Kassák, Lajos (1887-1967)

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Kassák, Lajos- Grey Blocks, 1962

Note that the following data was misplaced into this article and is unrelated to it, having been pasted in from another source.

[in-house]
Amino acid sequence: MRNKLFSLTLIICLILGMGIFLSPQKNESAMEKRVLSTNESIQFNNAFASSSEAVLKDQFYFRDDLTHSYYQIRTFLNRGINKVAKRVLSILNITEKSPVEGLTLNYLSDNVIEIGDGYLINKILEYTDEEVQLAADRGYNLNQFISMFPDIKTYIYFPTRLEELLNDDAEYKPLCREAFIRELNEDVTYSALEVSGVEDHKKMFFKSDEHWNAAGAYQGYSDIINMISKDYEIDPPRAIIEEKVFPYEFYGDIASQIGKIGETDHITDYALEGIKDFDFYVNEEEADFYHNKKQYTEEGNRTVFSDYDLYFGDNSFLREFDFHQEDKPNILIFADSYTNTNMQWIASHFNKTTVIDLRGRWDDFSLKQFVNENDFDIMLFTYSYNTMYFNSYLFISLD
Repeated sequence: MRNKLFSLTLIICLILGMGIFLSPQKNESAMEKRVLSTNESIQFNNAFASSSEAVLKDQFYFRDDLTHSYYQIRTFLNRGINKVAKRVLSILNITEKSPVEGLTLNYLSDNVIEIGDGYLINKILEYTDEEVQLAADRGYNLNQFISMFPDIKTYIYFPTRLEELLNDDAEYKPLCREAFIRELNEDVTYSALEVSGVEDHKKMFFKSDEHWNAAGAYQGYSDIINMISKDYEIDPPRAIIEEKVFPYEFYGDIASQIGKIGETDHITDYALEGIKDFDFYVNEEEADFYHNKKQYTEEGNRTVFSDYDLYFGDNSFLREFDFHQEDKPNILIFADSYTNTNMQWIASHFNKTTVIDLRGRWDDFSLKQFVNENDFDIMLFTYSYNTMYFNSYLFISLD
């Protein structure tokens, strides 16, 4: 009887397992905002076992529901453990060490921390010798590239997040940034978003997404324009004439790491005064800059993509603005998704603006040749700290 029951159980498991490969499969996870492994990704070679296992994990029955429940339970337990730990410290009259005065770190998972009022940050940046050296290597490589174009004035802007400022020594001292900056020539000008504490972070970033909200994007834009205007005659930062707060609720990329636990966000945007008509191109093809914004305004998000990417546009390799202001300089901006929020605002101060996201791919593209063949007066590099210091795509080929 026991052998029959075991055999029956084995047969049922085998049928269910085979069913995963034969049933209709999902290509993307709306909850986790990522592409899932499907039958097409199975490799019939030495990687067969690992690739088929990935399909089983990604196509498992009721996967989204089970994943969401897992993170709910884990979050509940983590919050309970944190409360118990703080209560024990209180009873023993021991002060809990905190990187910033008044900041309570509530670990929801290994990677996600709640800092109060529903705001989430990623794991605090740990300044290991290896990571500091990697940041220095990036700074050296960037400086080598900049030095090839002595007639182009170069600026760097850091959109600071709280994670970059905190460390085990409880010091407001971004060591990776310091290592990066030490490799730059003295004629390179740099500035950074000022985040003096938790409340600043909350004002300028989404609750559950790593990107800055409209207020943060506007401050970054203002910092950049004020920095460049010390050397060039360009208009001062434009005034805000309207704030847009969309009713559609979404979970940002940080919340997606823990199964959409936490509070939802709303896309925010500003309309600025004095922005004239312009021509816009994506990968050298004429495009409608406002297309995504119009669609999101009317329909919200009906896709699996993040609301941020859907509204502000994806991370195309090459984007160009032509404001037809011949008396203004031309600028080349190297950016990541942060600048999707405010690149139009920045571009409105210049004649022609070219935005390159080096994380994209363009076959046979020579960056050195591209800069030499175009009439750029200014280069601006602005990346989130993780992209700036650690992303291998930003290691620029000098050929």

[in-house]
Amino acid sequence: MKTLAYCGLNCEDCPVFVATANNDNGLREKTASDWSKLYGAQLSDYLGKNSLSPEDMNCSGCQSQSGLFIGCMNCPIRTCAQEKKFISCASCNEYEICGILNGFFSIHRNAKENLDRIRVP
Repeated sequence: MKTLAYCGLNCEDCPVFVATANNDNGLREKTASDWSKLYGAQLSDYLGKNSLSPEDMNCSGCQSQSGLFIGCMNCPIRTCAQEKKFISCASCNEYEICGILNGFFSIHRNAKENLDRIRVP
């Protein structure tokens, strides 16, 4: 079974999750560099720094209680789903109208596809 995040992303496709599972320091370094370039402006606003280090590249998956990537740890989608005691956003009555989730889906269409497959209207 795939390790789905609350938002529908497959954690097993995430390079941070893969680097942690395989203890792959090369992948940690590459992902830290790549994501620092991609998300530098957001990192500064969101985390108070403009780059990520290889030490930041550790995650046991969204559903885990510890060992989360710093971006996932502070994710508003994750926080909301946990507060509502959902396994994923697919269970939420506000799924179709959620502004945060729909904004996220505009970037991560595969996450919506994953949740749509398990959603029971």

Lajos Kassák (1887–1967) was a Hungarian poet, novelist, painter, essayist, editor, and theoretician of the avant-garde. Chronology Based on the panel at permanent exhibition in the Kassák Museum, Budapest; there compiled from biographical text by Ferenc Csaplár. 1887: Born in Érsekújvár, Austria-Hungary. 1900: Leaves school for apprenticeship as locksmith. 1904: Moves to Budapest and starts working in factories in Angyalföld and Újpest. Participates in trades union political campaigns and joins Hungarian Social Democratic Party. 1908: First poem published in the weekly Újpest. 1909: Sets out for Western Europe on foot, with no money. Discovers art in the museums. Returns to Budapest in December. 1915: Founds anti-militarist periodical A Tett [The Action]. 1916: The international issue of A Tett appears with contributions from writers and artists from countries at war with the monarchy, and the periodical is banned. Launches a new periodical MA [Today]. 1919: During Hungarian Soviet Republic enters into dispute with Commissar Bela Kun over avant-garde art and the independence of art from politics. MA subsequently prevented from appearing. After the failure of the Soviet Republic spends five months in prison. 1920: After his release, leaves the country for exile in Vienna. Relaunches MA, formulates the theoretical basis of Hungarian constructivism and develops wide contacts with European avant-garde movements. 1926: Returns to Hungary and starts up new journal, Dokumentum [Document] which lasts for one year. 1928: Launches a new, independent, left-wing journal Munka [Work] and associated movement. 1928-34: Leader of a socially-aware educational society of students and workers, grouped around Munka. Writes regularly for the newspapers Népszava [People's Voice] and Szocializmus [Socialism], protesting against Stalinist tyranny and extreme right-wing movements. 1939: Exhibits in the Galerie Charpentier, Paris. A new law restricting press freedom closes down Munka. 1940-45: Publishes several novels, books of reports and books of verse. In 1940, an anti-war poem causes him to be imprisoned for two months under a 1937 court judgement. 1945: After the war takes on several positions in cultural affairs in the new political climate. Edits the relaunched Új Idők [New Times] and then the Alkotás [Art] and Kortárs [The Contemporary]. 1948: His journals are closed down, he is excluded from public affairs, and his poems and articles cannot be published. 1956: Stands up for the Revolution, returns to artistic affairs. 1957: Public involvement limited, but his old writing begins to be republished. 1960: Exhibition of his work in the Galerie Denise René in Paris, resumption of his international career. Still ignored as an artist in Hungary. 1965: Awarded Kossuth Prize for his poetry. 1967: Holds the last exhibition in his life in the Adolf Fényes Room in Budapest, at his own expense. Source : www.monoskop.org